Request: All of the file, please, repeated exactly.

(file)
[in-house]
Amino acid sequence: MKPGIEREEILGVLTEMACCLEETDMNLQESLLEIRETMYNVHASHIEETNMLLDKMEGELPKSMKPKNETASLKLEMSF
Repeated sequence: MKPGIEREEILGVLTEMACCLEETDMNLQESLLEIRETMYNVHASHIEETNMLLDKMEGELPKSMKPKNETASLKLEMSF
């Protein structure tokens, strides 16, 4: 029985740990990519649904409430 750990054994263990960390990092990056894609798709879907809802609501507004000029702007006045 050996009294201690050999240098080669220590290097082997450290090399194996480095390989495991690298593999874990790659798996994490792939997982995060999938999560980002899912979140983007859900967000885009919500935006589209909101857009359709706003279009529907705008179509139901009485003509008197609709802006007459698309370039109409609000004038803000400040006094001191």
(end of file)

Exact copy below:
[in-house]
Amino acid sequence: MKPGIEREEILGVLTEMACCLEETDMNLQESLLEIRETMYNVHASHIEETNMLLDKMEGELPKSMKPKNETASLKLEMSF
Repeated sequence: MKPGIEREEILGVLTEMACCLEETDMNLQESLLEIRETMYNVHASHIEETNMLLDKMEGELPKSMKPKNETASLKLEMSF
């Protein structure tokens, strides 16, 4: 029985740990990519649904409430 750990054994263990960390990092990056894609798709879907809802609501507004000029702007006045 050996009294201690050999240098080669220590290097082997450290090399194996480095390989495991690298593999874990790659798996994490792939997982995060999938999560980002899912979140983007859900967000885009919500935006589209909101857009359709706003279009529907705008179509139901009485003509008197609709802006007459698309370039109409609000004038803000400040006094001191």